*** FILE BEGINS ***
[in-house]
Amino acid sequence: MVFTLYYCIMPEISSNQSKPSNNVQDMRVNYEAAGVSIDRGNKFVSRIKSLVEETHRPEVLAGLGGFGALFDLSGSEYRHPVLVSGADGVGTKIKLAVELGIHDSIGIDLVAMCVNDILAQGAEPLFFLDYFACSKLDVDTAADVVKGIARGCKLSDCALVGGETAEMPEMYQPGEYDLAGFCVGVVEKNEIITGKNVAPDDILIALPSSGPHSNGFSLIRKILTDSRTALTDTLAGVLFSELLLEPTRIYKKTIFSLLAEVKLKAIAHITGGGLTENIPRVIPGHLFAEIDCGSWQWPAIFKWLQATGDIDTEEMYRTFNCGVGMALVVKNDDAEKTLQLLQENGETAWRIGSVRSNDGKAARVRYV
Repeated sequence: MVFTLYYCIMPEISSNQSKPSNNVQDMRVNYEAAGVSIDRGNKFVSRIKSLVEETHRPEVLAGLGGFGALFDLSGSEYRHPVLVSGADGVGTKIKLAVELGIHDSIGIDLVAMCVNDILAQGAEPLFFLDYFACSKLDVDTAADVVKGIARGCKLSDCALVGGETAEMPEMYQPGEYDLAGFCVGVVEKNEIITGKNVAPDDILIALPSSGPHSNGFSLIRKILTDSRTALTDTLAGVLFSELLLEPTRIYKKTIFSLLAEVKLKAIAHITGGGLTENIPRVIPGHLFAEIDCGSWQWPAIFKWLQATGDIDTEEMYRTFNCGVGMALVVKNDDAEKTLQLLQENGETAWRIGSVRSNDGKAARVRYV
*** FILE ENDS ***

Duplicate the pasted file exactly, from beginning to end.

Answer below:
[in-house]
Amino acid sequence: MVFTLYYCIMPEISSNQSKPSNNVQDMRVNYEAAGVSIDRGNKFVSRIKSLVEETHRPEVLAGLGGFGALFDLSGSEYRHPVLVSGADGVGTKIKLAVELGIHDSIGIDLVAMCVNDILAQGAEPLFFLDYFACSKLDVDTAADVVKGIARGCKLSDCALVGGETAEMPEMYQPGEYDLAGFCVGVVEKNEIITGKNVAPDDILIALPSSGPHSNGFSLIRKILTDSRTALTDTLAGVLFSELLLEPTRIYKKTIFSLLAEVKLKAIAHITGGGLTENIPRVIPGHLFAEIDCGSWQWPAIFKWLQATGDIDTEEMYRTFNCGVGMALVVKNDDAEKTLQLLQENGETAWRIGSVRSNDGKAARVRYV
Repeated sequence: MVFTLYYCIMPEISSNQSKPSNNVQDMRVNYEAAGVSIDRGNKFVSRIKSLVEETHRPEVLAGLGGFGALFDLSGSEYRHPVLVSGADGVGTKIKLAVELGIHDSIGIDLVAMCVNDILAQGAEPLFFLDYFACSKLDVDTAADVVKGIARGCKLSDCALVGGETAEMPEMYQPGEYDLAGFCVGVVEKNEIITGKNVAPDDILIALPSSGPHSNGFSLIRKILTDSRTALTDTLAGVLFSELLLEPTRIYKKTIFSLLAEVKLKAIAHITGGGLTENIPRVIPGHLFAEIDCGSWQWPAIFKWLQATGDIDTEEMYRTFNCGVGMALVVKNDDAEKTLQLLQENGETAWRIGSVRSNDGKAARVRYV